“But what if you get hit?” asked Blaine.
“I’ll be a moving target,” said Chip. He didn’t want to think about what would happen if he got hit by one of Jace’s water balloons. “I won’t give him a clear shot. He won’t hit me. And Jace won’t even see you. You’ll be inside calling mom. Once you call her, you can just stay inside and hide until she gets here.”
“What will you do until mom shows up?” asked Blaine. He still looked scared, but having a mission seemed to steady him.
“I’ll think of something,” said Chip. “But right now, we’ve gotta make a couple water balloons so my diversion seems real.”
A few minutes later, with one water balloon in each hand, Chip poked his head around the corner of the house. He could see the dent in the white siding where the water balloon had almost damaged his brain. On the porch, Jace stood with another yellow water balloon in his right hand. His eyes were closed. It looked like he was asleep on his feet. There was a pile of at least ten more water balloons on the porch swing next to Jace. As Chip watched, Dez took another full balloon off of the end of the hose and tied it shut, adding it to the colorful pile.
“Just forget it,” said Dez, talking at Jace as he began to fill another balloon. “Water balloons don’t fly right. It’s got nothing to do with your control. No one can aim a water balloon very good. Just focus on the next throw.”
Jace said nothing.
Chip hoped Blaine was in position on the other side of the house. They should have come up with some kind of inconspicuous signal. Chip was so worried about Blaine that he didn’t notice how nervous he himself was until one of his water balloons popped in his hand and soaked his right pant leg. He knew he needed to act immediately before he could psych himself all the way out.
Chip ran around the corner with a wordless shout, angling for a tall birch tree thirty feet away. But before Chip could take three steps, Jace opened his eyes, cocked his arm, and fired a balloon. A bird house hanging from one of the tree’s lower branches exploded in a burst of water and wood fragments. Chip yelped and dived to put the tree between Jace and himself, but as he did, a second balloon caught him just below the right knee, spinning his body in the air and causing him to land awkwardly on his right shoulder. While Chip lay in the grass whimpering with his upper half behind the tree and his lower half exposed, a third balloon exploded on his right hip and he cried out in pain. Chip was dimly aware of Dez’s cackling as he struggled to his feet and pressed his back flat against the tree. The right half of his body was soaked from the middle of his chest down to his ankle. He felt as if his knee and hip had been battered with the back of a shovel. He realized his hands were empty and he looked around for the water balloon he’d been carrying. He spotted it lying intact in the grass no more than six feet away, but any attempt to retrieve it would put him squarely in Jace’s line of fire. It was as good as gone.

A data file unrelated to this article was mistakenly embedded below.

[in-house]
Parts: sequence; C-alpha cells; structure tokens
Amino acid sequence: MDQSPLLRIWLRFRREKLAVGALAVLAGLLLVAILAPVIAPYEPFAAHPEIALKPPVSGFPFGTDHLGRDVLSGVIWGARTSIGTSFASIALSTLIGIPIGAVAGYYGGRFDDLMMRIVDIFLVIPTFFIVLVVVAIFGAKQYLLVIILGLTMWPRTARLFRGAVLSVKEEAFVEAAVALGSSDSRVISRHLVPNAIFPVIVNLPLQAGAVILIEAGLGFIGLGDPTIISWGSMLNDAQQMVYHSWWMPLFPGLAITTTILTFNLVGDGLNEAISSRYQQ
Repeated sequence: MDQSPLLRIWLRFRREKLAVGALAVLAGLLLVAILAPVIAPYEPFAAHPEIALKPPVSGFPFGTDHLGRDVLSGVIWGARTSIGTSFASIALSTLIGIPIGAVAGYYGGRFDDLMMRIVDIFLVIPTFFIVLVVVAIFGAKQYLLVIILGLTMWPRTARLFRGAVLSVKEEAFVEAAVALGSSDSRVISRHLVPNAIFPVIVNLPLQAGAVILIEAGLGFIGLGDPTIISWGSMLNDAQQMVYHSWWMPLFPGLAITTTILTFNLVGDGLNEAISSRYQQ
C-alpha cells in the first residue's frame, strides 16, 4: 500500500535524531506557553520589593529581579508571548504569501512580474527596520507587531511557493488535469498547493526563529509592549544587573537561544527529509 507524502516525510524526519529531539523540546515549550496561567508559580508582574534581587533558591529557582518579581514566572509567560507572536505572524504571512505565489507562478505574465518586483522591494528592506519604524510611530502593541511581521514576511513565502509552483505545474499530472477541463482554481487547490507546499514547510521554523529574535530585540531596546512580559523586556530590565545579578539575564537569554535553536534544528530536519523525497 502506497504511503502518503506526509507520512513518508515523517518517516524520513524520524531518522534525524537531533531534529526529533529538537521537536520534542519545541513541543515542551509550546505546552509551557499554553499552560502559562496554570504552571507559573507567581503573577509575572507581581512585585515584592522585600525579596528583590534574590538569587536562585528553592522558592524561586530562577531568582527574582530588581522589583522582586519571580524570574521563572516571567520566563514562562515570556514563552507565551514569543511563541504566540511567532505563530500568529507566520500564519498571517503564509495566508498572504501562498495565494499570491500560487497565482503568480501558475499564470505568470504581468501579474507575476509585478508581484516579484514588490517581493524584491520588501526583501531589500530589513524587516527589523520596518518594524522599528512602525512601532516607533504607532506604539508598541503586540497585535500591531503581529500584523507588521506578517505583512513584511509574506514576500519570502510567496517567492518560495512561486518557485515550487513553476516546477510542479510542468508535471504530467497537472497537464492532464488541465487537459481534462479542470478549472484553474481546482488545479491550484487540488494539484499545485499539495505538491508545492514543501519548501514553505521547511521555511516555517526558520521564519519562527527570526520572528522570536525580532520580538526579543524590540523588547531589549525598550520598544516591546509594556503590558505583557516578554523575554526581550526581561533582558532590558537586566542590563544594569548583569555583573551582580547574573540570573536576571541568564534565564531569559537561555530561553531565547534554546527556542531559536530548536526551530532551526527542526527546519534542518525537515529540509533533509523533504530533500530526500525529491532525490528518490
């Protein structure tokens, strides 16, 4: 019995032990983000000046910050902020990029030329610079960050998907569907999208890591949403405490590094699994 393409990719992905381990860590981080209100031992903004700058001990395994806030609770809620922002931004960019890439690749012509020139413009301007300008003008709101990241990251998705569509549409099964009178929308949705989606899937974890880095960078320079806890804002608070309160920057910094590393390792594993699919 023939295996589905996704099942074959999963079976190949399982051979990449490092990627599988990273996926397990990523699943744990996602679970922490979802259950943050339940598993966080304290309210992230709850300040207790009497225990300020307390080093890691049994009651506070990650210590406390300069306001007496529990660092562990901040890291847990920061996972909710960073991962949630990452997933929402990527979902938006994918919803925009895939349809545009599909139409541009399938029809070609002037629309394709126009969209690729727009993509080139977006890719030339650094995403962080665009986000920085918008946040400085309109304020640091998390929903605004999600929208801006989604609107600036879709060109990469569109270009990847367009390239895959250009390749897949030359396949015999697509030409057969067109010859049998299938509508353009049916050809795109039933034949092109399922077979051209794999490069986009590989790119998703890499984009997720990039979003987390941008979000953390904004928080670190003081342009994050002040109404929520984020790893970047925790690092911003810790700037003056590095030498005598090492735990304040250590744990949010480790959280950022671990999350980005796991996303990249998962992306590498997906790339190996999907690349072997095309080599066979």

“Come on, Jace,” shouted Dez. “He’s trapped behind the tree! Let’s go get ‘im!”
There was a pause, then Chip heard Dez’s voice again, less enthusiastic this time. “I know, but he’s just over there.” Another pause. “All right, you just stay here. I’ll go get him.”
A moment later, Dez appeared twenty feet to Chip’s right with a green water balloon in his hand. “He’s right here,” Dez shouted back to his brother. “He dropped his water balloon. He’s got nothing!” Dez grinned at Chip, who couldn’t bring himself to move. He was afraid to expose any part of his body for fear of what one of Jace’s water balloons would do to it. He knew he needed to make a break for the side of the house, but he hadn’t been able to avoid getting hit even when he was at full strength and now he was hobbled. While Chip was thinking, a blue water balloon bounced off of his stomach and landed with a weak plop on the grass. He looked up and saw Dez looking sheepish, almost blushing. Chip said nothing and after an uncomfortable moment, Dez walked forward and picked up Chip’s dropped water balloon from the grass, holding it aloft to show it off for his brother. “Got his balloon,” he announced, but after the failure of his first throw, he didn’t seem too eager to embarrass himself further with another. “Aw, I got an idea!” Dez called to Jace. “I’ll give you his balloon and then when I push him out from behind the tree, you nail him with it. With his own balloon! Ha!” He headed back towards the front porch and disappeared from Chip’s view.